The book is extremely long and while we consider the writing of good quality, we believe the book would have been a better read if it were shorter. Some parts are fillers and do little to add interest to the book. In addition, we received a complementary jazz C.D., Summertime, to review along with the book.

    The music, in particularly, walking and soft summer night, soothes and uplifts. We loved the C.D. and will promote both the book and CD to our constituents.

    10 hours ago, Char Backey said:

    I agree somewhat with the writer who said "most Black people don't read'.  I find that most people, in particular young people, only read a book when it's absolutely necessary (i.e. - if required by a teacher).  I, on the other hand, am a member of a Bookclub that will be celebrating it's 25th Anniversary next year in 2020.  We read all kinds of books by African-American authors and people of color, once a month.  We have turnover but remain consistent with about 20 members, and I would be remiss if I didn't note that we are supported by our local library.  This is where we meet and it is an open opportunity for anyone in the community, but the members tend to be older - a lot of retirees - and people who have worked as educators or in the social sciences, also for the most part black and female. 

     

    Hi Char, 

     

    What's the name of your book club? Also, do you guys share your reading list?

  7. First let me say that my thoughts/opinions are my own. However, our Club was founded because we saw a need to help promote literacy, so I just want to be clear that I'm not speaking on behalf of the Club in this discussion. When I saw the post about Black People Don't Read, I responded as Tanisca. Please note that in the record.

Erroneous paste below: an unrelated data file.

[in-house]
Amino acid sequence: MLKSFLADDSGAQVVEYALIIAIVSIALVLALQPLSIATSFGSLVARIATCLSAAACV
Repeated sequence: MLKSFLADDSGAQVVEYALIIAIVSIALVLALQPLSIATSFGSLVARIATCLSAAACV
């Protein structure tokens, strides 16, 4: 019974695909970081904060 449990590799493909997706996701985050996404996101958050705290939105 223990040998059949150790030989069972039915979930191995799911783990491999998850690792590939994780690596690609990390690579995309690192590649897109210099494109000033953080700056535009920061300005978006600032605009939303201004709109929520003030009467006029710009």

So, I live in an urban area, not far from the inner city, but I do research in education so my statement about the gun was not meant as an exaggeration. Also, I think we tend to want to believe all the good things about the best of us and ignore the facts about the rest of us. We know that some black people read, but we also know that many more do not. Some simply don't like to and others, as you've said, read about things that are not all that informative.  But on the whole, I believe we are less read than our counterparts. 

     

    As for the schools, I agree that we should compare apples to apples. Even then, though, African-Americans lag behind. (see https://nces.ed.gov/nationsreportcard/subject/publications/stt2017/pdf/2018039LA4.pdf)   

     

    Admittedly, I have a lot to say about schools, so I'll try not to ramble. There should not be anything such thing as a "bad school." Think about that. What makes the school bad? The Children? The Teachers? The Administration? Policies? Here's the thing. I live in a city where all of our schools are 100 percent charter. A lot of the teachers cannot pass a battery of basic skills tests (Praxis I), yet they stand before our kids on a daily basis trying to teach them when they can hardly read themselves. And yes, the administrators who hire them do so knowing full well that they are hiring an unqualified teacher--but they cite the teacher shortage, etc. 

     

    Yet, we have some charter schools here who educate the same type of kids, impoverished, inner city...but those kids do well because those schools selective admission, although they're public, and have highly qualified teachers. Same kind of kid but different school environment, so I agree with your point to an extent that schools matter, but research shows that teacher quality is the main factor in increasing a child's reading/math proficiency. And do you know what else, kids who attend those selective public charter schools are required to read a specific number of books per academic year, excluding what the curriculum already requires. So here again, we see that reading has to be forced.